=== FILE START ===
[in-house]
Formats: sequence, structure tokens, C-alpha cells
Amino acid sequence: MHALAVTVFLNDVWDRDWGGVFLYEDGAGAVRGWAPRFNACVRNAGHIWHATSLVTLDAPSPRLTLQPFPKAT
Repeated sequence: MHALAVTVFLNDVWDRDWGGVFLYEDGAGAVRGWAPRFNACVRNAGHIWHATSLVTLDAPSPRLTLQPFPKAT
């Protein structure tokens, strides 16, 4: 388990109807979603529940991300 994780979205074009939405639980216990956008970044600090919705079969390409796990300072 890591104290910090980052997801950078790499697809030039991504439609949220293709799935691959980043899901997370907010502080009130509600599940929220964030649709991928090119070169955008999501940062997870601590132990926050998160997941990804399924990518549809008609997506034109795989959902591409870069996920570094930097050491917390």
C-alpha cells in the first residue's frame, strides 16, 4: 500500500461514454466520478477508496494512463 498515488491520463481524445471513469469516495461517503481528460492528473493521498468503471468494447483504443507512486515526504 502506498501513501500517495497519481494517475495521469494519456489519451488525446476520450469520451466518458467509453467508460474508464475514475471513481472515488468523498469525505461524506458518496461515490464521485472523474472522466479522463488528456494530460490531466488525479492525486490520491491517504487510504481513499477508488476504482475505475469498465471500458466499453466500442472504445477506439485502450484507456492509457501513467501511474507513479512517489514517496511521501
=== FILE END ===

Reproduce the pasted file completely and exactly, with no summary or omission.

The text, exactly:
[in-house]
Formats: sequence, structure tokens, C-alpha cells
Amino acid sequence: MHALAVTVFLNDVWDRDWGGVFLYEDGAGAVRGWAPRFNACVRNAGHIWHATSLVTLDAPSPRLTLQPFPKAT
Repeated sequence: MHALAVTVFLNDVWDRDWGGVFLYEDGAGAVRGWAPRFNACVRNAGHIWHATSLVTLDAPSPRLTLQPFPKAT
């Protein structure tokens, strides 16, 4: 388990109807979603529940991300 994780979205074009939405639980216990956008970044600090919705079969390409796990300072 890591104290910090980052997801950078790499697809030039991504439609949220293709799935691959980043899901997370907010502080009130509600599940929220964030649709991928090119070169955008999501940062997870601590132990926050998160997941990804399924990518549809008609997506034109795989959902591409870069996920570094930097050491917390």
C-alpha cells in the first residue's frame, strides 16, 4: 500500500461514454466520478477508496494512463 498515488491520463481524445471513469469516495461517503481528460492528473493521498468503471468494447483504443507512486515526504 502506498501513501500517495497519481494517475495521469494519456489519451488525446476520450469520451466518458467509453467508460474508464475514475471513481472515488468523498469525505461524506458518496461515490464521485472523474472522466479522463488528456494530460490531466488525479492525486490520491491517504487510504481513499477508488476504482475505475469498465471500458466499453466500442472504445477506439485502450484507456492509457501513467501511474507513479512517489514517496511521501